Tuesday, January 31, 2017

Dawn of Spies

Dawn of Spies (Crusoe #1) by Andrew Lane (Adaptive Books, 2017, 320pp.) 

In this reimagining of Daniel Defoe’s 18th century classic of shipwreck and survival, Robinson “Robin” Crusoe, a merchant’s son, and Friday, the daughter of a pirate king, are finally rescued from a desert island after three long years as living as castaways. Shortly after they arrive in London, the writer Daniel Defoe offers to buy the rights to their amazing story. In normal circumstances, this close-knit pair of friends would be reluctant to open up to a stranger--however, circumstances have rendered them penniless, and they see no other choice but to agree to a meeting. Imagine their surprise when Defoe later reveals himself to be a spy for the government. He thinks their unique experiences will make them perfect spies, and wants to recruit them for service under King Charles II. Their first mission is to protect the king’s daughter, the Countess of Lichfield, from kidnapping by enemies of the Crown. Of course, despite the valiant efforts of Robin, Friday, and other members of the king’s spy ring, the Countess is kidnapped by masked men, and carried away in a hot air balloon. Things get even more tense when its discovered that she’s been taken by the Circle of Thirteen, an organization dedicated to taking down the entire empire at any cost.

Having already cut his teeth on the “reinvented classic” genre with his Young Sherlock Holmes series, Andrew Lane--for the most part--executes his premise well. I especially like what he did with the role of Friday. In the classical text, Friday is Crusoe’s male servant who swears subservience to the Englishman after the latter saves him from cannibals. In Lane’s work, Friday is Crusoe’s friend and equal, a strong and capable young black woman who is more than capable of holding her own. Although the fast-paced nature of the tale leaves little room for character development (which would have, in my opinion, made it a much better novel), its interesting premise and swashbuckling action sequences make this a good choice for fans of action/adventure. Recommended for Ages 13-15.

Saturday, January 14, 2017

A Charming Series

A Charmed Life (The Charmed Life #1-3) by Jenny B. Jones (Thomas Nelson, 2012, 976pp.)

A Charmed Life is an omnibus edition of Jenny B. Jones’s Christian fiction trilogy of the same name. This lovely series documents the hilarious, heartfelt misadventures of privileged New Yorker Bella Kirkwood, a child of divorce who finds herself living on a farm after her mother remarries and moves them to Truman, Oklahoma. To Bella, moving away from New York is a fate worse than death. Where are the fashion boutiques? What about a Starbucks? Not to mention she now has to hitch a ride to school with her obnoxious stepbrother, Budge, who drives an out-dated hearse. But when she ends up on the Truman High School newspaper, she surprises the heck out of everyone with her tenacity, her drive, and above all, her awesome investigative journalism skills. Over the course of the series, she becomes quite the sleuth. Not only does she investigate a malevolent brotherhood of football players and save a prom queen from an exploding tiara, she also joins the circus as a part-time clown so she can solve the murder of a sweet-tempered bearded lady.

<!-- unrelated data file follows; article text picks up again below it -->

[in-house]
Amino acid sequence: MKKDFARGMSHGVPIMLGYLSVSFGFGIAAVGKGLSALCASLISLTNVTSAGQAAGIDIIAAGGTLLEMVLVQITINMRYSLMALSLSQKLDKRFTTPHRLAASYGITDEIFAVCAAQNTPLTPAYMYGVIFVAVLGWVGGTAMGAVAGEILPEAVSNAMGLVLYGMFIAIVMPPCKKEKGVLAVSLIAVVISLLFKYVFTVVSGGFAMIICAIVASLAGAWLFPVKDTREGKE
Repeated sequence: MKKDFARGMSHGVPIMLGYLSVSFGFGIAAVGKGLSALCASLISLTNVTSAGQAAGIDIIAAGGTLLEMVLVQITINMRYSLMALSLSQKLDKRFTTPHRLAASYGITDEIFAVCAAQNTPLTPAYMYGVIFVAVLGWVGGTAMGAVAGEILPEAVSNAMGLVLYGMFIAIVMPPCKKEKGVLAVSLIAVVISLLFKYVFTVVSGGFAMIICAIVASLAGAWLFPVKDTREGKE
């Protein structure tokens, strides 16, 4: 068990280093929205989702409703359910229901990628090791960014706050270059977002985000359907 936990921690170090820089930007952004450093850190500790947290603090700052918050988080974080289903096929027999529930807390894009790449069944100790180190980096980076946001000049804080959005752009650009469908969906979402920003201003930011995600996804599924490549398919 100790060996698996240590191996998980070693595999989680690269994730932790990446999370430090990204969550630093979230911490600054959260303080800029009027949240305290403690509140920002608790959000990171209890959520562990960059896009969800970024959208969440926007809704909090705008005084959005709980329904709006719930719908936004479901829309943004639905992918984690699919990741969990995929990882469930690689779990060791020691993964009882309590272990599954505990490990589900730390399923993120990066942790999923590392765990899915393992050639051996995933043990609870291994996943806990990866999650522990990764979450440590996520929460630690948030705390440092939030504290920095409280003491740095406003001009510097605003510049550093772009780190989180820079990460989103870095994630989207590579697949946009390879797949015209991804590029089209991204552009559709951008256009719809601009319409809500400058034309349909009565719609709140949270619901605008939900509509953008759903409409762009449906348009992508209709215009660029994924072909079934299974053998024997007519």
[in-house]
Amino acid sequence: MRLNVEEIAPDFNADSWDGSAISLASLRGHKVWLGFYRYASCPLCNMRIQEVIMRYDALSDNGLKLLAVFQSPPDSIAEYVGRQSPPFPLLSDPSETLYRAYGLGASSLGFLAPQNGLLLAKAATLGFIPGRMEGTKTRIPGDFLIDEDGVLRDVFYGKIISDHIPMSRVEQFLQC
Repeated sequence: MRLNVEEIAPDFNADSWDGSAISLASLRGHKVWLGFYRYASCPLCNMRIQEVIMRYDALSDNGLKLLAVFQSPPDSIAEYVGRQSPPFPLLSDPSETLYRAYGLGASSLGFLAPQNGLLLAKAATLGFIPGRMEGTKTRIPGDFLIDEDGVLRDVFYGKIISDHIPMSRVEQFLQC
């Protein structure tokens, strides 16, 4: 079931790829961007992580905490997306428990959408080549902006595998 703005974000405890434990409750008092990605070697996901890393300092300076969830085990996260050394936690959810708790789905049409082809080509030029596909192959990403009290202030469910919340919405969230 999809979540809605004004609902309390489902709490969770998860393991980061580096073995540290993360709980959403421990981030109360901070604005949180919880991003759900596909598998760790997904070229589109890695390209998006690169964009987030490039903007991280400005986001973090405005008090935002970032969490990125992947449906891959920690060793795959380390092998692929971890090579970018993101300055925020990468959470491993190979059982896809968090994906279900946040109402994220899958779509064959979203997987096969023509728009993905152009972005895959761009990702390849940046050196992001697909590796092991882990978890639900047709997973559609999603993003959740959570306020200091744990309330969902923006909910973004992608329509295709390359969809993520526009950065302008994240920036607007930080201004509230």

I really can’t say enough about this series, for both teens and parents. First off, it’s a clean read, meaning there’s no swearing or other mature content (though Bella does have a boyfriend, so there is a lot of kissing). Second, it boasts a well-developed supporting cast. And third, but importantly, it has a heroine who experiences tremendous personal growth throughout the series. Not only must she face issues left over from her parents’ divorce (in addition to adjusting to a new stepfamily), she must also come to terms with God’s plan for her—a plan that she did not agree to, thank you very much! For those of you who aren’t usually fans of Christian fiction? You should still add this to your reading list. While religion is an important part of the characters’ lives, it’s certainly not the main point of the story. What the story is about, though? It’s about an awesome, spunky teenager fighting her way through life’s sticky situations, and being the best person she can possibly be. This series is recommended for older teens, ages 16-18, though if you’ve got younger teens who don’t mind kissing and romance, it’s a good choice for them as well. Also, check out the excellent audiobook version, read by Brooke Helman.

Ghost

Ghost (Track #1)  by Jason Reynolds ( Atheneum/Caitlyn Dlouhy  Books,  2016, 192pp.) Castle “Ghost” Cranshaw knows how to run from his ...